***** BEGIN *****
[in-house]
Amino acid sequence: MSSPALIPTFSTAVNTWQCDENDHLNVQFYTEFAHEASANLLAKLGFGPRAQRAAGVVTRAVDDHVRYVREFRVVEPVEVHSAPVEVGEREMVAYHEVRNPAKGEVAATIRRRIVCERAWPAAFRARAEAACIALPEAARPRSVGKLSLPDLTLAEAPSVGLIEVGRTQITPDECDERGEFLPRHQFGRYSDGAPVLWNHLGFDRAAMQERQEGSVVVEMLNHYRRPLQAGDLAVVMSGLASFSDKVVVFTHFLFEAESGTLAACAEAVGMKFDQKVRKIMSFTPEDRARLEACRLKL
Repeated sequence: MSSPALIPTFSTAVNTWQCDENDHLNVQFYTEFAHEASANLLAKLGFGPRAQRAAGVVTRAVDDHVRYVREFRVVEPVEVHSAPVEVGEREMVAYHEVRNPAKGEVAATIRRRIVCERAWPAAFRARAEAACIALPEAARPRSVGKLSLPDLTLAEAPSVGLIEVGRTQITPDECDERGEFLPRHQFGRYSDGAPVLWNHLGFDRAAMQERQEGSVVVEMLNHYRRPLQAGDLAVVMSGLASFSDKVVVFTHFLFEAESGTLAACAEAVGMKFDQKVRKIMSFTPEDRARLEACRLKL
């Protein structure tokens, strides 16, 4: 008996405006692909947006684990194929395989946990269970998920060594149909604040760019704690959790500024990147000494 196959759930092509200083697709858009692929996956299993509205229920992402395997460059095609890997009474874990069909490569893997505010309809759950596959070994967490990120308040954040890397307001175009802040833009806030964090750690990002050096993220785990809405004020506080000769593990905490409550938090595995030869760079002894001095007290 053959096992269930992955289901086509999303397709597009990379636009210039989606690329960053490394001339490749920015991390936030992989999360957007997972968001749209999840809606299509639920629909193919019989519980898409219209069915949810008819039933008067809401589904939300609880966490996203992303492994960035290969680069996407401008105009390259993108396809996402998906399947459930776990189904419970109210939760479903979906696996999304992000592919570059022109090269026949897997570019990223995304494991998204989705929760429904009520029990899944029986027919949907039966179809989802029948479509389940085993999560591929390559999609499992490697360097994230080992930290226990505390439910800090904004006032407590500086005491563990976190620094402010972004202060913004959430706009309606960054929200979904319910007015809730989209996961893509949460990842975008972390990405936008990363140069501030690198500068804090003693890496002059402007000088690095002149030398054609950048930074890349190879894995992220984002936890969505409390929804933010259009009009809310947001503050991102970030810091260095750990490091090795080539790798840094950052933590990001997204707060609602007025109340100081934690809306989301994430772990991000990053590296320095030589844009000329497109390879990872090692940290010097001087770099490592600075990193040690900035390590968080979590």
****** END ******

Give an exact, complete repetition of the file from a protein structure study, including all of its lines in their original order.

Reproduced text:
[in-house]
Amino acid sequence: MSSPALIPTFSTAVNTWQCDENDHLNVQFYTEFAHEASANLLAKLGFGPRAQRAAGVVTRAVDDHVRYVREFRVVEPVEVHSAPVEVGEREMVAYHEVRNPAKGEVAATIRRRIVCERAWPAAFRARAEAACIALPEAARPRSVGKLSLPDLTLAEAPSVGLIEVGRTQITPDECDERGEFLPRHQFGRYSDGAPVLWNHLGFDRAAMQERQEGSVVVEMLNHYRRPLQAGDLAVVMSGLASFSDKVVVFTHFLFEAESGTLAACAEAVGMKFDQKVRKIMSFTPEDRARLEACRLKL
Repeated sequence: MSSPALIPTFSTAVNTWQCDENDHLNVQFYTEFAHEASANLLAKLGFGPRAQRAAGVVTRAVDDHVRYVREFRVVEPVEVHSAPVEVGEREMVAYHEVRNPAKGEVAATIRRRIVCERAWPAAFRARAEAACIALPEAARPRSVGKLSLPDLTLAEAPSVGLIEVGRTQITPDECDERGEFLPRHQFGRYSDGAPVLWNHLGFDRAAMQERQEGSVVVEMLNHYRRPLQAGDLAVVMSGLASFSDKVVVFTHFLFEAESGTLAACAEAVGMKFDQKVRKIMSFTPEDRARLEACRLKL
């Protein structure tokens, strides 16, 4: 008996405006692909947006684990194929395989946990269970998920060594149909604040760019704690959790500024990147000494 196959759930092509200083697709858009692929996956299993509205229920992402395997460059095609890997009474874990069909490569893997505010309809759950596959070994967490990120308040954040890397307001175009802040833009806030964090750690990002050096993220785990809405004020506080000769593990905490409550938090595995030869760079002894001095007290 053959096992269930992955289901086509999303397709597009990379636009210039989606690329960053490394001339490749920015991390936030992989999360957007997972968001749209999840809606299509639920629909193919019989519980898409219209069915949810008819039933008067809401589904939300609880966490996203992303492994960035290969680069996407401008105009390259993108396809996402998906399947459930776990189904419970109210939760479903979906696996999304992000592919570059022109090269026949897997570019990223995304494991998204989705929760429904009520029990899944029986027919949907039966179809989802029948479509389940085993999560591929390559999609499992490697360097994230080992930290226990505390439910800090904004006032407590500086005491563990976190620094402010972004202060913004959430706009309606960054929200979904319910007015809730989209996961893509949460990842975008972390990405936008990363140069501030690198500068804090003693890496002059402007000088690095002149030398054609950048930074890349190879894995992220984002936890969505409390929804933010259009009009809310947001503050991102970030810091260095750990490091090795080539790798840094950052933590990001997204707060609602007025109340100081934690809306989301994430772990991000990053590296320095030589844009000329497109390879990872090692940290010097001087770099490592600075990193040690900035390590968080979590």